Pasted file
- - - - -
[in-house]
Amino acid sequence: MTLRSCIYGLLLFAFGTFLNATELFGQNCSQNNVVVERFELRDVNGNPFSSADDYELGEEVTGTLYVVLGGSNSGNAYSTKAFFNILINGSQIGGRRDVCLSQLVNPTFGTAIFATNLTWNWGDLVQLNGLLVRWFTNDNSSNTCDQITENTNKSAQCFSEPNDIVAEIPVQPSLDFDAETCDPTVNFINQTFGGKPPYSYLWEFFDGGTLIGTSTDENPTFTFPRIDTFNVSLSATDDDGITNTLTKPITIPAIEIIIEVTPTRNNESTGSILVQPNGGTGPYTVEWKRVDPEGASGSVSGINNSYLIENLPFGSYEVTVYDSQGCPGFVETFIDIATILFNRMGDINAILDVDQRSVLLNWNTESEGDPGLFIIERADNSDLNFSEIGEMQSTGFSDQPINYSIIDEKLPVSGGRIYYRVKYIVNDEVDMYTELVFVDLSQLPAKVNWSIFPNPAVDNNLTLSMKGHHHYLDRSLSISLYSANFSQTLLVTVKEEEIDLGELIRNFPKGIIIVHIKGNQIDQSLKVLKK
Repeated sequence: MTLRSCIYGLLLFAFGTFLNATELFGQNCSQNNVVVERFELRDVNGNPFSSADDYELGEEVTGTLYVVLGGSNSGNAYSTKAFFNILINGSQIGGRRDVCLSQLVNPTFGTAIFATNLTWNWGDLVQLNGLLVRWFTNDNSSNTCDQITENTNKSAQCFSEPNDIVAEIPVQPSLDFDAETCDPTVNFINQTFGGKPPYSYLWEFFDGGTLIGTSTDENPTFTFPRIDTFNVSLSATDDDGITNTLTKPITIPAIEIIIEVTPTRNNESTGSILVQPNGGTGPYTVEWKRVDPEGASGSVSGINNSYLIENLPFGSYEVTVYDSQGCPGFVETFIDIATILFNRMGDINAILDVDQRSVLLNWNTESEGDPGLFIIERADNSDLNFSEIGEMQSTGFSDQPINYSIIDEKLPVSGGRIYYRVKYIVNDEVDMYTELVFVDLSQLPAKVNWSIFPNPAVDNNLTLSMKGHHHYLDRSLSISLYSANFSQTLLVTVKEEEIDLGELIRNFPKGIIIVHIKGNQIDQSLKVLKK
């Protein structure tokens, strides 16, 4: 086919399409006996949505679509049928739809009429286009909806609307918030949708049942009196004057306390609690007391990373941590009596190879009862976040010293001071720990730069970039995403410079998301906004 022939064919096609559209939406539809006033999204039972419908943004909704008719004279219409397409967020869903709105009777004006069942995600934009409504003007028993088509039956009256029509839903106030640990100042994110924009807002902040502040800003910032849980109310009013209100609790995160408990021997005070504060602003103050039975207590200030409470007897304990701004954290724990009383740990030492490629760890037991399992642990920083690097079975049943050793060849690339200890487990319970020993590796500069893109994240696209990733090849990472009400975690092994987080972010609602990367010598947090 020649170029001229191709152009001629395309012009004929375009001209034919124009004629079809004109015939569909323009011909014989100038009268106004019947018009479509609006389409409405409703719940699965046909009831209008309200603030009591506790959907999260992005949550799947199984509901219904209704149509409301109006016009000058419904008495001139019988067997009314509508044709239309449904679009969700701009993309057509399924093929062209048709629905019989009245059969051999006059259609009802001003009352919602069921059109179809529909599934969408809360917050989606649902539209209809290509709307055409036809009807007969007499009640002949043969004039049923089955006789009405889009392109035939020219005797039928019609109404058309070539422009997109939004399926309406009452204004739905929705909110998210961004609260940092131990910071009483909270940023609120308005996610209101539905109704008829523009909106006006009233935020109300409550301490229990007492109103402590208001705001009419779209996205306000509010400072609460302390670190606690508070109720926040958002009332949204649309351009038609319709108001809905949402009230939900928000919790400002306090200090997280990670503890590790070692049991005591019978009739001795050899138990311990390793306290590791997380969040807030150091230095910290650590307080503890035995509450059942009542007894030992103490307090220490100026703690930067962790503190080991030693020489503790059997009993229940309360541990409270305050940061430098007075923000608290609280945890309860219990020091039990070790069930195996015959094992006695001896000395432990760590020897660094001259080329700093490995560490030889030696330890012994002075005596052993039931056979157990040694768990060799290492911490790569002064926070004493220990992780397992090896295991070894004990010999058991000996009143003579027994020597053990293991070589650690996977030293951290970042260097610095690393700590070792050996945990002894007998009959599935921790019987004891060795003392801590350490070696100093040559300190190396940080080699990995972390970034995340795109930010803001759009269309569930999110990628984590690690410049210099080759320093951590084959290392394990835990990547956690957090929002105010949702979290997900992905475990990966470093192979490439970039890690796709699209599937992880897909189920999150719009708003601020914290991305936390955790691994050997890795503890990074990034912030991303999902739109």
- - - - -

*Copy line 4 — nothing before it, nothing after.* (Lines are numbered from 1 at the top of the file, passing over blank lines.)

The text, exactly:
């Protein structure tokens, strides 16, 4: 086919399409006996949505679509049928739809009429286009909806609307918030949708049942009196004057306390609690007391990373941590009596190879009862976040010293001071720990730069970039995403410079998301906004 022939064919096609559209939406539809006033999204039972419908943004909704008719004279219409397409967020869903709105009777004006069942995600934009409504003007028993088509039956009256029509839903106030640990100042994110924009807002902040502040800003910032849980109310009013209100609790995160408990021997005070504060602003103050039975207590200030409470007897304990701004954290724990009383740990030492490629760890037991399992642990920083690097079975049943050793060849690339200890487990319970020993590796500069893109994240696209990733090849990472009400975690092994987080972010609602990367010598947090 020649170029001229191709152009001629395309012009004929375009001209034919124009004629079809004109015939569909323009011909014989100038009268106004019947018009479509609006389409409405409703719940699965046909009831209008309200603030009591506790959907999260992005949550799947199984509901219904209704149509409301109006016009000058419904008495001139019988067997009314509508044709239309449904679009969700701009993309057509399924093929062209048709629905019989009245059969051999006059259609009802001003009352919602069921059109179809529909599934969408809360917050989606649902539209209809290509709307055409036809009807007969007499009640002949043969004039049923089955006789009405889009392109035939020219005797039928019609109404058309070539422009997109939004399926309406009452204004739905929705909110998210961004609260940092131990910071009483909270940023609120308005996610209101539905109704008829523009909106006006009233935020109300409550301490229990007492109103402590208001705001009419779209996205306000509010400072609460302390670190606690508070109720926040958002009332949204649309351009038609319709108001809905949402009230939900928000919790400002306090200090997280990670503890590790070692049991005591019978009739001795050899138990311990390793306290590791997380969040807030150091230095910290650590307080503890035995509450059942009542007894030992103490307090220490100026703690930067962790503190080991030693020489503790059997009993229940309360541990409270305050940061430098007075923000608290609280945890309860219990020091039990070790069930195996015959094992006695001896000395432990760590020897660094001259080329700093490995560490030889030696330890012994002075005596052993039931056979157990040694768990060799290492911490790569002064926070004493220990992780397992090896295991070894004990010999058991000996009143003579027994020597053990293991070589650690996977030293951290970042260097610095690393700590070792050996945990002894007998009959599935921790019987004891060795003392801590350490070696100093040559300190190396940080080699990995972390970034995340795109930010803001759009269309569930999110990628984590690690410049210099080759320093951590084959290392394990835990990547956690957090929002105010949702979290997900992905475990990966470093192979490439970039890690796709699209599937992880897909189920999150719009708003601020914290991305936390955790691994050997890795503890990074990034912030991303999902739109």